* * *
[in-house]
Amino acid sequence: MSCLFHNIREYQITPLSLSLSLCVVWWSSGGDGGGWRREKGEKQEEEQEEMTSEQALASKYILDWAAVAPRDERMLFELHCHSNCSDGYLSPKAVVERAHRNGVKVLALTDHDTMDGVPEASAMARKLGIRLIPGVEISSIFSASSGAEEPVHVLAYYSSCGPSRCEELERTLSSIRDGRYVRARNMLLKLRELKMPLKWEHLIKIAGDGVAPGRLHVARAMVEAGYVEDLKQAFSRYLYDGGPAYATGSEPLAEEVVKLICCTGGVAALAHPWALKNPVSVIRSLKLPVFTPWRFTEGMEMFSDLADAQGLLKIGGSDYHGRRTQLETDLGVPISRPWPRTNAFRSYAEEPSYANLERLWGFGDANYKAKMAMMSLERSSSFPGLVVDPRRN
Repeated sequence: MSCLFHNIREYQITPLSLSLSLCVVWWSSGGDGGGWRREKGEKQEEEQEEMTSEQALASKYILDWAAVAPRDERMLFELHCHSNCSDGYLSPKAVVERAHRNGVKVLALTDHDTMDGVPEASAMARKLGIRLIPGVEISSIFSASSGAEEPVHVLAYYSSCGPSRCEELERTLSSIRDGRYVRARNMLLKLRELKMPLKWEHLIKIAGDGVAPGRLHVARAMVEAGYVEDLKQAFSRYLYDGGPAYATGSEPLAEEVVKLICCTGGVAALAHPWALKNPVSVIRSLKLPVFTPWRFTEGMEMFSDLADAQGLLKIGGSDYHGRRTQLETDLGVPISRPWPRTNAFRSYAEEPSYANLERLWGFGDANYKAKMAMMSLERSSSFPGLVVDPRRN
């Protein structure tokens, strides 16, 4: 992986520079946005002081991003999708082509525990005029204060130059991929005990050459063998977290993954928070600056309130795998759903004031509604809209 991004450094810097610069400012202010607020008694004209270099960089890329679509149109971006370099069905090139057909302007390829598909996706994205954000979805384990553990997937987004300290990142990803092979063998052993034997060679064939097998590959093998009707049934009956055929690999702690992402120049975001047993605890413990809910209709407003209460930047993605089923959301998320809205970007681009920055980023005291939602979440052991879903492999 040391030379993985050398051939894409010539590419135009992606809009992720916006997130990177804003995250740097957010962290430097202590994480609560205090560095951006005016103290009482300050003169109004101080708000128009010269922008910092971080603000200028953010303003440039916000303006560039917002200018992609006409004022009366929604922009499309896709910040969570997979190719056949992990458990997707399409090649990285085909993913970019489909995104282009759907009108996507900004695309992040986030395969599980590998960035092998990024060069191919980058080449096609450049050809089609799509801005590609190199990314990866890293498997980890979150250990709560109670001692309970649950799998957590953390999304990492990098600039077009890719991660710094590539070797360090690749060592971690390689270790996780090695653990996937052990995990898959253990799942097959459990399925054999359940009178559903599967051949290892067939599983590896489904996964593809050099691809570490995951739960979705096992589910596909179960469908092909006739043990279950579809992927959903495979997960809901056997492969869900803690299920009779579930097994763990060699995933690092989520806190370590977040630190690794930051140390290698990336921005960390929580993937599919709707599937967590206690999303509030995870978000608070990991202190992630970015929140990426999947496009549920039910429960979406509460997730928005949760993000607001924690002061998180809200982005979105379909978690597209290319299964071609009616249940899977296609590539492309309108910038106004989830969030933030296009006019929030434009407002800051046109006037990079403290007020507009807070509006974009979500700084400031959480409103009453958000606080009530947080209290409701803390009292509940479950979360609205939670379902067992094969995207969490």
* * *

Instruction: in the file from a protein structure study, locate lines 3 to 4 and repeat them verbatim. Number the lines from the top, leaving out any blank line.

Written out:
Repeated sequence: MSCLFHNIREYQITPLSLSLSLCVVWWSSGGDGGGWRREKGEKQEEEQEEMTSEQALASKYILDWAAVAPRDERMLFELHCHSNCSDGYLSPKAVVERAHRNGVKVLALTDHDTMDGVPEASAMARKLGIRLIPGVEISSIFSASSGAEEPVHVLAYYSSCGPSRCEELERTLSSIRDGRYVRARNMLLKLRELKMPLKWEHLIKIAGDGVAPGRLHVARAMVEAGYVEDLKQAFSRYLYDGGPAYATGSEPLAEEVVKLICCTGGVAALAHPWALKNPVSVIRSLKLPVFTPWRFTEGMEMFSDLADAQGLLKIGGSDYHGRRTQLETDLGVPISRPWPRTNAFRSYAEEPSYANLERLWGFGDANYKAKMAMMSLERSSSFPGLVVDPRRN
């Protein structure tokens, strides 16, 4: 992986520079946005002081991003999708082509525990005029204060130059991929005990050459063998977290993954928070600056309130795998759903004031509604809209 991004450094810097610069400012202010607020008694004209270099960089890329679509149109971006370099069905090139057909302007390829598909996706994205954000979805384990553990997937987004300290990142990803092979063998052993034997060679064939097998590959093998009707049934009956055929690999702690992402120049975001047993605890413990809910209709407003209460930047993605089923959301998320809205970007681009920055980023005291939602979440052991879903492999 040391030379993985050398051939894409010539590419135009992606809009992720916006997130990177804003995250740097957010962290430097202590994480609560205090560095951006005016103290009482300050003169109004101080708000128009010269922008910092971080603000200028953010303003440039916000303006560039917002200018992609006409004022009366929604922009499309896709910040969570997979190719056949992990458990997707399409090649990285085909993913970019489909995104282009759907009108996507900004695309992040986030395969599980590998960035092998990024060069191919980058080449096609450049050809089609799509801005590609190199990314990866890293498997980890979150250990709560109670001692309970649950799998957590953390999304990492990098600039077009890719991660710094590539070797360090690749060592971690390689270790996780090695653990996937052990995990898959253990799942097959459990399925054999359940009178559903599967051949290892067939599983590896489904996964593809050099691809570490995951739960979705096992589910596909179960469908092909006739043990279950579809992927959903495979997960809901056997492969869900803690299920009779579930097994763990060699995933690092989520806190370590977040630190690794930051140390290698990336921005960390929580993937599919709707599937967590206690999303509030995870978000608070990991202190992630970015929140990426999947496009549920039910429960979406509460997730928005949760993000607001924690002061998180809200982005979105379909978690597209290319299964071609009616249940899977296609590539492309309108910038106004989830969030933030296009006019929030434009407002800051046109006037990079403290007020507009807070509006974009979500700084400031959480409103009453958000606080009530947080209290409701803390009292509940479950979360609205939670379902067992094969995207969490």